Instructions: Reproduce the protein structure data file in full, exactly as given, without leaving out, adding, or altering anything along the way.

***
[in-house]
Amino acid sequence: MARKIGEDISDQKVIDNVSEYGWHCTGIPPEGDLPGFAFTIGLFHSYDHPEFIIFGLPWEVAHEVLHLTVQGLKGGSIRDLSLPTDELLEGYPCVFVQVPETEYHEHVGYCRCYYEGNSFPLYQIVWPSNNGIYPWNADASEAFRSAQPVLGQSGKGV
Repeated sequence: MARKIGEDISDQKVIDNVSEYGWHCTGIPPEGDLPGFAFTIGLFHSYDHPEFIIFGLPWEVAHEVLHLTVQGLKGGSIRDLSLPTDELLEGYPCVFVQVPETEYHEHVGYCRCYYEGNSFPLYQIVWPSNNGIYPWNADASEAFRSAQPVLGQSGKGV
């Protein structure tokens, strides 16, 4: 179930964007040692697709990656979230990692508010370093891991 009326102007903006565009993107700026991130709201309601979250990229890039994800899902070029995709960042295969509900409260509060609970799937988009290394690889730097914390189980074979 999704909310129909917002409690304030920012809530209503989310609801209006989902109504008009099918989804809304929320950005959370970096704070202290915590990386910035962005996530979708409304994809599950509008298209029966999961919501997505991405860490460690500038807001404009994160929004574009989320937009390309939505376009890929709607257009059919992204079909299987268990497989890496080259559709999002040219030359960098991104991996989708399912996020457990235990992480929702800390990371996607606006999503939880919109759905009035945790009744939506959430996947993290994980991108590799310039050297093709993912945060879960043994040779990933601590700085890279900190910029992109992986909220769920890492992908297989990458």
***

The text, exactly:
[in-house]
Amino acid sequence: MARKIGEDISDQKVIDNVSEYGWHCTGIPPEGDLPGFAFTIGLFHSYDHPEFIIFGLPWEVAHEVLHLTVQGLKGGSIRDLSLPTDELLEGYPCVFVQVPETEYHEHVGYCRCYYEGNSFPLYQIVWPSNNGIYPWNADASEAFRSAQPVLGQSGKGV
Repeated sequence: MARKIGEDISDQKVIDNVSEYGWHCTGIPPEGDLPGFAFTIGLFHSYDHPEFIIFGLPWEVAHEVLHLTVQGLKGGSIRDLSLPTDELLEGYPCVFVQVPETEYHEHVGYCRCYYEGNSFPLYQIVWPSNNGIYPWNADASEAFRSAQPVLGQSGKGV
């Protein structure tokens, strides 16, 4: 179930964007040692697709990656979230990692508010370093891991 009326102007903006565009993107700026991130709201309601979250990229890039994800899902070029995709960042295969509900409260509060609970799937988009290394690889730097914390189980074979 999704909310129909917002409690304030920012809530209503989310609801209006989902109504008009099918989804809304929320950005959370970096704070202290915590990386910035962005996530979708409304994809599950509008298209029966999961919501997505991405860490460690500038807001404009994160929004574009989320937009390309939505376009890929709607257009059919992204079909299987268990497989890496080259559709999002040219030359960098991104991996989708399912996020457990235990992480929702800390990371996607606006999503939880919109759905009035945790009744939506959430996947993290994980991108590799310039050297093709993912945060879960043994040779990933601590700085890279900190910029992109992986909220769920890492992908297989990458």